Calvin, the artist, and my kid Opiyo Martin sit across from my mother and I. It’s dinner time, we have chicken, they have pork. As we eat, Calvin unpacks his story for my mom. It’s one I’ve heard before and I am quiet because it pains me anew each time he tells it. Calvin is literally a starving artists and with cheeks stuffed with pork he begins. His dreadlocks hang in his eyes as he tells his story benignly, his is a common story here, nothing remarkable in his mind.
Calvin’s father passed away when he was very young and at the age of six, his mother sold him to be a child beggar on the streets. He begged for money, or did little jobs like take out the trash for shops. Before taking the trash out, he’d pick through it for scraps of food to eat, anything that would nourish his small frame. Then he’d give the money to his owner and do it all again the next day.
When Calvin was seven his aunt found him and took him off the streets and he got to go to Primary 1 (first grade) for a year until she died. It was the only year he got to go to school. Sometime in his teens, he met John and Cindy, an American couple who took him for a few years until they returned to the U.S.
With a mouthful of pork, Calvin tells about how he calls them his parents and how they still write to him and he wishes that he could write them back, but at the age of 25, he hasn’t yet learned to read or write.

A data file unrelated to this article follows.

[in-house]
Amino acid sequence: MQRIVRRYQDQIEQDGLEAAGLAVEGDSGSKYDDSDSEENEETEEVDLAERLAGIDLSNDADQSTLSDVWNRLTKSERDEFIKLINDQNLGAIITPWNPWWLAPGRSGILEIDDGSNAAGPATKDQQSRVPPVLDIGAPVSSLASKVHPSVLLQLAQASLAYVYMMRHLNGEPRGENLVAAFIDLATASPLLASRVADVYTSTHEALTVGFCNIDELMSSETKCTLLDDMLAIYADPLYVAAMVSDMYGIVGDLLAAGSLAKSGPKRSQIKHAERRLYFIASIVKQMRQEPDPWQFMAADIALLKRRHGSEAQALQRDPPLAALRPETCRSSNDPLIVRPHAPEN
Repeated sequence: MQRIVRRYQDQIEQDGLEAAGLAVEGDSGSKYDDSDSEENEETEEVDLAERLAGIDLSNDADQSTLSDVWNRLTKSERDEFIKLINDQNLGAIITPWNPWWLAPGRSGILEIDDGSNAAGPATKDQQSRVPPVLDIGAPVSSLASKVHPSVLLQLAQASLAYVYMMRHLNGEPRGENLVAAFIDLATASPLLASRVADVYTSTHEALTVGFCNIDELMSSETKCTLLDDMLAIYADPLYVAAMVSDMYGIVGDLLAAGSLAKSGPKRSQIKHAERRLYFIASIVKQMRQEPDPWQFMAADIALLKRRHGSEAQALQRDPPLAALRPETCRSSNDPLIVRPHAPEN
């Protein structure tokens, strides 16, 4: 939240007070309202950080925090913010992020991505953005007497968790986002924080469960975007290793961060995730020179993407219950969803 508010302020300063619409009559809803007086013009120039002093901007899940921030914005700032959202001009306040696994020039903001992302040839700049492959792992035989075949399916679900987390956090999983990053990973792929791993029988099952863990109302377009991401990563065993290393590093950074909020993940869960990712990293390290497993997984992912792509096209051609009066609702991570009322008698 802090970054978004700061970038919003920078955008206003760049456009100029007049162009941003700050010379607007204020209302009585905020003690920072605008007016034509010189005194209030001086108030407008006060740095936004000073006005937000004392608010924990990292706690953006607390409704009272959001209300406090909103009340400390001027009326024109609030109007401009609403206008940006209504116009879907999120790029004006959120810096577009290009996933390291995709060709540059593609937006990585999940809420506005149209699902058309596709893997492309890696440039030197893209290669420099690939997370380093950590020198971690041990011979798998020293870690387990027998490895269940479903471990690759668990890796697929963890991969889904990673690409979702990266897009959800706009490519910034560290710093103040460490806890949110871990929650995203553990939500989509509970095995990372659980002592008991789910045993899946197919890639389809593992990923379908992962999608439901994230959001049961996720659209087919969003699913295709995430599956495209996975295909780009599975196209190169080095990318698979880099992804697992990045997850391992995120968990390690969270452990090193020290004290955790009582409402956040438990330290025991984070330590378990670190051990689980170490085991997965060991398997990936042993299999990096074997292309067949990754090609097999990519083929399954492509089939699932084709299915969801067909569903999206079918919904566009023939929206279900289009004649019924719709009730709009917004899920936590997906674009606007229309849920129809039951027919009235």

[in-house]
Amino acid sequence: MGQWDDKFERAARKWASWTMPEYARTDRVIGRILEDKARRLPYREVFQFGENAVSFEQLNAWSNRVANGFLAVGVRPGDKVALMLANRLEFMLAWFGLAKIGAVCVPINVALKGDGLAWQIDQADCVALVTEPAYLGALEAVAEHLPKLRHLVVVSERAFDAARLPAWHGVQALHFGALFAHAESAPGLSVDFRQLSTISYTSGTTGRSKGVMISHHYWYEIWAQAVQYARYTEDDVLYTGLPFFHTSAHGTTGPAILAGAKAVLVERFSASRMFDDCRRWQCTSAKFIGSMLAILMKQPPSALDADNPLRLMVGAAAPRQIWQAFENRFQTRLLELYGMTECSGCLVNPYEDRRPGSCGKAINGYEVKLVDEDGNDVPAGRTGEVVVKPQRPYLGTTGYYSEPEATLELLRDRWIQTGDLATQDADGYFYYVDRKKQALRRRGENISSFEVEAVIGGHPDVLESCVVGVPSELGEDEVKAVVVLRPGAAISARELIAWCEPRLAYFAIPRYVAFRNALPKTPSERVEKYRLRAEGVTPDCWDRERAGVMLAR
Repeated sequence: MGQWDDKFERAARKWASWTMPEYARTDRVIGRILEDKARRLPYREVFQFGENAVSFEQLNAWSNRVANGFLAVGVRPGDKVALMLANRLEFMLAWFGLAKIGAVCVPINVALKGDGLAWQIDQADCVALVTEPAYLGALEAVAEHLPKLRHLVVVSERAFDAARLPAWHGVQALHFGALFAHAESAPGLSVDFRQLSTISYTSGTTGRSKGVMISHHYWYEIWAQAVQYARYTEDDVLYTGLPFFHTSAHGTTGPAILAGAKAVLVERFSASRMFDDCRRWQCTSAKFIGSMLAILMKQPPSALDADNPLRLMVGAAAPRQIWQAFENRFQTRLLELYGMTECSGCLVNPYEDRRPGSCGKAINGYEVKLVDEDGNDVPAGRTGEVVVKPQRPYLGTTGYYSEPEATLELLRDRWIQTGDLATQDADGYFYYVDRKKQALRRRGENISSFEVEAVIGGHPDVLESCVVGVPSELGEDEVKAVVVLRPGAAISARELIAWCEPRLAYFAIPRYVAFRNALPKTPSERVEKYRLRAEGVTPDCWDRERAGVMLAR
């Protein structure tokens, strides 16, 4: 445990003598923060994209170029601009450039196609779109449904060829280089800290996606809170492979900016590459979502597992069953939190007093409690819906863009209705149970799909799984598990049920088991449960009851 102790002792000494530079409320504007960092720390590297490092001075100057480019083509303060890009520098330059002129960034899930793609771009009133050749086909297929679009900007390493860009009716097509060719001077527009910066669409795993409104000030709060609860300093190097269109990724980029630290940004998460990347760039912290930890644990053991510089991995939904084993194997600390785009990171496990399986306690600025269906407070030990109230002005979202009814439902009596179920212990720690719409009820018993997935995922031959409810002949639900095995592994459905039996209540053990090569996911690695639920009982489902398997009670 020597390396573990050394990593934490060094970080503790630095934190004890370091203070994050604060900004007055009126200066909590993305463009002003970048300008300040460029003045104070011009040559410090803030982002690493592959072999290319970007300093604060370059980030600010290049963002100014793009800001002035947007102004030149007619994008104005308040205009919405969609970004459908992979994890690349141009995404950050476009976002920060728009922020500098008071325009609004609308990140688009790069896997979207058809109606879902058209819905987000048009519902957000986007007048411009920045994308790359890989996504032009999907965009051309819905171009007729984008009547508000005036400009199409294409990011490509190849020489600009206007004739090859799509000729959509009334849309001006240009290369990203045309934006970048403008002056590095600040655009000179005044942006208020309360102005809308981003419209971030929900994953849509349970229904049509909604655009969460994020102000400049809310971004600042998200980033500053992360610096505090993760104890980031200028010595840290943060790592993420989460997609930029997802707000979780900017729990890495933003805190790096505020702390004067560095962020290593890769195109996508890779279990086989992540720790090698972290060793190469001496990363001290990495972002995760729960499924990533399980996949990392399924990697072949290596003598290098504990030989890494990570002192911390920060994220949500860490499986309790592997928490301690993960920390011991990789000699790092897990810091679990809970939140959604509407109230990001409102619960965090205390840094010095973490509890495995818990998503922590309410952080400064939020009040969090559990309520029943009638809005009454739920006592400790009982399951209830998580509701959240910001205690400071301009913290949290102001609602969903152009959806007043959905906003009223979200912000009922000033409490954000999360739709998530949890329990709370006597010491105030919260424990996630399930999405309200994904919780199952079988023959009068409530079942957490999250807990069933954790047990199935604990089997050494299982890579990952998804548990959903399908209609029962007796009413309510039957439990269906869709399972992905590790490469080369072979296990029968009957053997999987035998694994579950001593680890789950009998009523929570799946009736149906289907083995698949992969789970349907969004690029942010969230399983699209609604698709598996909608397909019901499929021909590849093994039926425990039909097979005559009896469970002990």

This is a good project for Calvin and my mom, a retired reading teacher. My mom will pick up where I left off with Calvin last year. His goal by the time we leave is to be able to read simple words and to write an email back to his parents.
I believe children are smart in lots of ways and I thank God that when he was a teenager, Calvin taught himself to draw and paint. I watch him when he paints, so serious, so focused on color and form and light. He’s remarkably focused, can see the paintings so clearly before he puts brush to canvas.
It’s not surprising to me that his paintings are rich in themes of family, love for one another and struggling to survive. There’s a popular piece of advice amongst writers to “write what you know”. Calvin paints what he knows; longing for family, a desire to be loved and his struggle to survive.
Calvin’s wife, Faith, is five years his junior. In Uganda getting married is impossibly expensive so it’s common for men and women to become husbands and wives and then have an official ceremony years, or even decades later. This is the waiting place Calvin and Faith are in, settled in their love and devotion to each other, waiting for the money to prove it. Calvin’s face lights up when he talks about Faith, how she loves him even though they have very little money. Calvin says he hopes God will one day bless them with children, but for now he has Faith and has taken Ivan, the other painter, as his brother. I smile when he says this because in the absence of a biological family, Calvin has created one.
Calvin tells me that the reason he paints is to someday become someone. In the time I’m here, I’ll use all my breath to tell him he already is.